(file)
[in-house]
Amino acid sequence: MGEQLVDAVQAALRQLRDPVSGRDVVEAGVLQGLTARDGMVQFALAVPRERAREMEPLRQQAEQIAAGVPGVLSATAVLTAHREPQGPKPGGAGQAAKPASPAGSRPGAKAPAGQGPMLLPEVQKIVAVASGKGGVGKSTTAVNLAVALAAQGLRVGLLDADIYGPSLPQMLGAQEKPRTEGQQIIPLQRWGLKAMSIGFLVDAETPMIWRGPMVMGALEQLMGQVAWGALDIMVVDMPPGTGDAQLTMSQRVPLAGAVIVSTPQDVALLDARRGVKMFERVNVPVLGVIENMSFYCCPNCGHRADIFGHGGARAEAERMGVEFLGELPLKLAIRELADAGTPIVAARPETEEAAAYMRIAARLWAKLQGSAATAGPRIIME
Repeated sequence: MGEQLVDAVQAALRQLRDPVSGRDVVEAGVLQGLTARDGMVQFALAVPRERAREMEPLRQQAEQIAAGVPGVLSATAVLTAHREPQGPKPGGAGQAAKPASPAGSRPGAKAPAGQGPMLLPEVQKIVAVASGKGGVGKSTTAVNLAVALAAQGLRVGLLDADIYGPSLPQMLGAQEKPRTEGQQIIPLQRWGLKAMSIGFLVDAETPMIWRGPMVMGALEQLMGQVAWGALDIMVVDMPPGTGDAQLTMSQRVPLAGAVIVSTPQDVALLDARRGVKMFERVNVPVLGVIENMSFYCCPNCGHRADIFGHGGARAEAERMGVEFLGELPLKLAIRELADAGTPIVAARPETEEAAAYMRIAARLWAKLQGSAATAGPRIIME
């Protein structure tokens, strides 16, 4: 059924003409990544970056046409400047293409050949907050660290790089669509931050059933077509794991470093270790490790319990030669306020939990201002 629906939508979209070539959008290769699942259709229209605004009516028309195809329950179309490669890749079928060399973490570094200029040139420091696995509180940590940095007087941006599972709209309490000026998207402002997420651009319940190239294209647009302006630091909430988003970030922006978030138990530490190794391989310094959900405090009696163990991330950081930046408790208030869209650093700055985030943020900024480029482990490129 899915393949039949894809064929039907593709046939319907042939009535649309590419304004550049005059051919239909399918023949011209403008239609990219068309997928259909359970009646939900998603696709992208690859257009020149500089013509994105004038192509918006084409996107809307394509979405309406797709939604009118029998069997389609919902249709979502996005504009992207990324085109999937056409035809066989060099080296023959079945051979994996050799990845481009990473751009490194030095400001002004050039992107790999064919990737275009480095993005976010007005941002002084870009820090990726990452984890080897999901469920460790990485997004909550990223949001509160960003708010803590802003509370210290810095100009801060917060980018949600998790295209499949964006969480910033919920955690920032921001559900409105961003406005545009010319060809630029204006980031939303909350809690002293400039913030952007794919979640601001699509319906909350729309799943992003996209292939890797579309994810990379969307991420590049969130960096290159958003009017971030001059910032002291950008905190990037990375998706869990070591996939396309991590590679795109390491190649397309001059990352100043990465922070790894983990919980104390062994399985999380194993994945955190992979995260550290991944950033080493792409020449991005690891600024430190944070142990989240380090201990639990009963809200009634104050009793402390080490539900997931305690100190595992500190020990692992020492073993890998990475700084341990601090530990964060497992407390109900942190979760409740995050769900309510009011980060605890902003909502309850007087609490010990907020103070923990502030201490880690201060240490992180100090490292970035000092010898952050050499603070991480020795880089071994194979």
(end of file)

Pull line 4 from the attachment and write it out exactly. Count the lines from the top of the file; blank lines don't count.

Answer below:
């Protein structure tokens, strides 16, 4: 059924003409990544970056046409400047293409050949907050660290790089669509931050059933077509794991470093270790490790319990030669306020939990201002 629906939508979209070539959008290769699942259709229209605004009516028309195809329950179309490669890749079928060399973490570094200029040139420091696995509180940590940095007087941006599972709209309490000026998207402002997420651009319940190239294209647009302006630091909430988003970030922006978030138990530490190794391989310094959900405090009696163990991330950081930046408790208030869209650093700055985030943020900024480029482990490129 899915393949039949894809064929039907593709046939319907042939009535649309590419304004550049005059051919239909399918023949011209403008239609990219068309997928259909359970009646939900998603696709992208690859257009020149500089013509994105004038192509918006084409996107809307394509979405309406797709939604009118029998069997389609919902249709979502996005504009992207990324085109999937056409035809066989060099080296023959079945051979994996050799990845481009990473751009490194030095400001002004050039992107790999064919990737275009480095993005976010007005941002002084870009820090990726990452984890080897999901469920460790990485997004909550990223949001509160960003708010803590802003509370210290810095100009801060917060980018949600998790295209499949964006969480910033919920955690920032921001559900409105961003406005545009010319060809630029204006980031939303909350809690002293400039913030952007794919979640601001699509319906909350729309799943992003996209292939890797579309994810990379969307991420590049969130960096290159958003009017971030001059910032002291950008905190990037990375998706869990070591996939396309991590590679795109390491190649397309001059990352100043990465922070790894983990919980104390062994399985999380194993994945955190992979995260550290991944950033080493792409020449991005690891600024430190944070142990989240380090201990639990009963809200009634104050009793402390080490539900997931305690100190595992500190020990692992020492073993890998990475700084341990601090530990964060497992407390109900942190979760409740995050769900309510009011980060605890902003909502309850007087609490010990907020103070923990502030201490880690201060240490992180100090490292970035000092010898952050050499603070991480020795880089071994194979």